A pioneer of gay rights in Minnesota died late last month, according to a recent obituary in the Star Tribune.
Harvey Hertz founded A Brother’s Touch bookstore in south Minneapolis in 1983 when no other bookstore in the state catered to gay men. It closed two decades later. He died on June 27 at the age of 73.
I had the privilege of meeting Hertz while reporting on the LGBT seniors residence he moved into last year. On the day I visited his apartment, many boxes were still unpacked. It was clear that Hertz was in declining health, but he was generous with his time and with his story.
He told me that no one talked about gay people when he was growing up in Brooklyn, New York. It was like they didn’t exist.
“I hated being gay for a long time,” Hertz said. “I went through a gay men’s course out here and all my anger I’d turned inside came out the other way — I finally had the courage to get angry at other people.”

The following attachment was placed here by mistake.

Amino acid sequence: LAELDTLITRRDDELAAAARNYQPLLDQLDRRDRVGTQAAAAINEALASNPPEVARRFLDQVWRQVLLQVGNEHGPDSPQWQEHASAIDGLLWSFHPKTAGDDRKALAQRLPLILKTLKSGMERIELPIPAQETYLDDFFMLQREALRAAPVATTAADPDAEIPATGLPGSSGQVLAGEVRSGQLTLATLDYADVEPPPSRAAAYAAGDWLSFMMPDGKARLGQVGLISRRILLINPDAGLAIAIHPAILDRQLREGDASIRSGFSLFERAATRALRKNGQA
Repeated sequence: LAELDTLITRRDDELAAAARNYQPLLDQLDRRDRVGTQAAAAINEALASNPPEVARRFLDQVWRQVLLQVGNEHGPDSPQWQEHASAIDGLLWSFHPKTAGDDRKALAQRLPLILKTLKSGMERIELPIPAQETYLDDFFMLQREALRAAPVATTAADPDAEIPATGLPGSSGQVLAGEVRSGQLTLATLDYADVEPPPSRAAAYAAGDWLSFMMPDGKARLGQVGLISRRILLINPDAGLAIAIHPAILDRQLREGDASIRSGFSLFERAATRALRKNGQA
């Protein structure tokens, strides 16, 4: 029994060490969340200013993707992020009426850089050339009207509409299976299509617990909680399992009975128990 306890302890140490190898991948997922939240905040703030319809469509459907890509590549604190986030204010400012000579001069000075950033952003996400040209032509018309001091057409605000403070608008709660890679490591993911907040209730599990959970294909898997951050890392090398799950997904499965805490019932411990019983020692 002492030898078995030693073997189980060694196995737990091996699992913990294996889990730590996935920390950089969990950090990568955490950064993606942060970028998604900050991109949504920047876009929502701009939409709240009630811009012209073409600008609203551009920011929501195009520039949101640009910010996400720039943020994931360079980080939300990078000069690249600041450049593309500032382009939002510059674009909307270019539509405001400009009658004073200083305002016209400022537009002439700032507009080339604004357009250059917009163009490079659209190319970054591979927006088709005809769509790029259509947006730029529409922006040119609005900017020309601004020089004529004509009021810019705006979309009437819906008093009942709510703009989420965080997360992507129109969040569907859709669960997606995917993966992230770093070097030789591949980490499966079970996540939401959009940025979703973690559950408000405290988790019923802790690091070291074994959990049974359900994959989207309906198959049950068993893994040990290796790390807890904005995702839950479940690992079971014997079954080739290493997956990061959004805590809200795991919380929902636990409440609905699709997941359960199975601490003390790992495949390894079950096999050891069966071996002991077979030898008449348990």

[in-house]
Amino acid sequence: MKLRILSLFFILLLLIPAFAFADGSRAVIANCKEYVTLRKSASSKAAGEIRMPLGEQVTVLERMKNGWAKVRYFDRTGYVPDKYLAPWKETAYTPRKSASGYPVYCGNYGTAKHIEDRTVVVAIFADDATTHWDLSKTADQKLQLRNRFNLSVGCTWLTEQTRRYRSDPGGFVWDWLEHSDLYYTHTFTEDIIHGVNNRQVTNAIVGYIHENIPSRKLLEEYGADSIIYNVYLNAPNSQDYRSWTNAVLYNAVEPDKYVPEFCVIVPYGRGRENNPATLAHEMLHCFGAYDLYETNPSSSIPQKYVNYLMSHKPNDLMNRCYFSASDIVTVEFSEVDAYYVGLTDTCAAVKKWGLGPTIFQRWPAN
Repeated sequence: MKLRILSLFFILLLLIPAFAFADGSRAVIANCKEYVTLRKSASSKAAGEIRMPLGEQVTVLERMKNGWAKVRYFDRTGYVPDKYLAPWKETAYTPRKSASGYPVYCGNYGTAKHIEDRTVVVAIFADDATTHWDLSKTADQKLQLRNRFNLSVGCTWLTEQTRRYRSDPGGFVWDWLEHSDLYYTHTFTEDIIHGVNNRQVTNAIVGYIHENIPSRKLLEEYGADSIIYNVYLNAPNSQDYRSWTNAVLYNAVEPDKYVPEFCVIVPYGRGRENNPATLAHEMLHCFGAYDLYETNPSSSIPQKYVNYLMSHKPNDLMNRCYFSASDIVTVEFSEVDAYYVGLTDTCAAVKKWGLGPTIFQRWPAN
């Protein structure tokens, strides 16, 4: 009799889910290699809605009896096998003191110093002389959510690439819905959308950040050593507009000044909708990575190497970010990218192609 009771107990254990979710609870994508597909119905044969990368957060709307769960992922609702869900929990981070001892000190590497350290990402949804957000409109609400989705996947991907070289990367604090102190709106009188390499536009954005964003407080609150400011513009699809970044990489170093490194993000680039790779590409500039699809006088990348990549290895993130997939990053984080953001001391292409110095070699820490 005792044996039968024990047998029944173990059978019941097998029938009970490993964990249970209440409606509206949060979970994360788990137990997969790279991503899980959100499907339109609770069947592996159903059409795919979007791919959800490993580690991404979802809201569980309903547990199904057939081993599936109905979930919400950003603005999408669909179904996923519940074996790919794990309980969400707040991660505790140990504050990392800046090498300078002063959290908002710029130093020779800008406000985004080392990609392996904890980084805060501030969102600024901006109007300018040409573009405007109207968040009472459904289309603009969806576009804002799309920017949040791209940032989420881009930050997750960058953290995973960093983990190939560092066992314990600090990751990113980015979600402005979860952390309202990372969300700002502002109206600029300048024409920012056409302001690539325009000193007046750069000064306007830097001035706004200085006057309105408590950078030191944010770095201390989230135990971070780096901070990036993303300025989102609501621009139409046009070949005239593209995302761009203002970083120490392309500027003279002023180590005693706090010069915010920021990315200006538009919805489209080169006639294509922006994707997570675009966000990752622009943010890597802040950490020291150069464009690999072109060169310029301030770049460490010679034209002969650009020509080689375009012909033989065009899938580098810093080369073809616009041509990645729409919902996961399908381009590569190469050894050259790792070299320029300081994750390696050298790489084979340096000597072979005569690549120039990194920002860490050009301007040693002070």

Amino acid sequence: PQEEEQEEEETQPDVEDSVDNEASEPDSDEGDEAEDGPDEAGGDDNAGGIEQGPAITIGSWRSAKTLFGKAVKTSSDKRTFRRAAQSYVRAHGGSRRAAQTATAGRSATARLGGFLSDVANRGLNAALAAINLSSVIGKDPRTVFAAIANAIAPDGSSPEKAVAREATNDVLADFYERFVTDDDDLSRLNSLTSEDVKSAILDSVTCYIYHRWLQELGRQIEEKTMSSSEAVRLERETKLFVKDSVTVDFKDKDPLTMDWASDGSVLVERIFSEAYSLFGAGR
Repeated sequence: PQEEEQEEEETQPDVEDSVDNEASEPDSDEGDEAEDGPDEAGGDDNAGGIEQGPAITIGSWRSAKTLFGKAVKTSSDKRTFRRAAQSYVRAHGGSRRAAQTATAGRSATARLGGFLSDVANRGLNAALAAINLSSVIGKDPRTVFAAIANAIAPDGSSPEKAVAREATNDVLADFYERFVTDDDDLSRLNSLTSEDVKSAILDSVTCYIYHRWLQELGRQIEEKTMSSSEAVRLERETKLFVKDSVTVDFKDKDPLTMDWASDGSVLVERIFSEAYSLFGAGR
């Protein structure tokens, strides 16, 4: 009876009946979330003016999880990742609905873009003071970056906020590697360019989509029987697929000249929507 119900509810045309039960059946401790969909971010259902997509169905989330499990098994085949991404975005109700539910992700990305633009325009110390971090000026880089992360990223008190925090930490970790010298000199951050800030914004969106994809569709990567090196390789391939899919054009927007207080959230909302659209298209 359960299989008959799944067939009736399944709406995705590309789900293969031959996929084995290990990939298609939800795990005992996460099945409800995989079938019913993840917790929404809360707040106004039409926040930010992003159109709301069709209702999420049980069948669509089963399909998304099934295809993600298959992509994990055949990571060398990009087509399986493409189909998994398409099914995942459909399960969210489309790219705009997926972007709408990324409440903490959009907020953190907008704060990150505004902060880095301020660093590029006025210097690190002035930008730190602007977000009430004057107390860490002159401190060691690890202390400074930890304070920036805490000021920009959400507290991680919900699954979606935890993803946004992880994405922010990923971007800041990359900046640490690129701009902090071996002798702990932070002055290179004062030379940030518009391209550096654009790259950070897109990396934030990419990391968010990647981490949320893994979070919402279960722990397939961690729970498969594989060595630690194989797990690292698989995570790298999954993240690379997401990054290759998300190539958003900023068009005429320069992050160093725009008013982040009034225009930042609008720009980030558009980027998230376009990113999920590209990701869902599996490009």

Hertz started to wonder why Minneapolis didn’t have any stores where books by and about openly gay men were available.
“There was a store downtown called Shinder’s, and they had the magazines with naked people — they were unwrapped,” Hertz said. “But if I wanted to read a novel [about gay men], they were wrapped in plastic — everything was the opposite way it should be.”
Tim Harlow does a fantastic job of profiling him in the Star Tribune, so I’ll just leave you with the audio snippet above from our conversation and this final quote about his long struggle for equal rights.
“Why shouldn’t we be as good as anybody else?” Hertz said. “In order to do it, you have to be able to get up and fight for it.”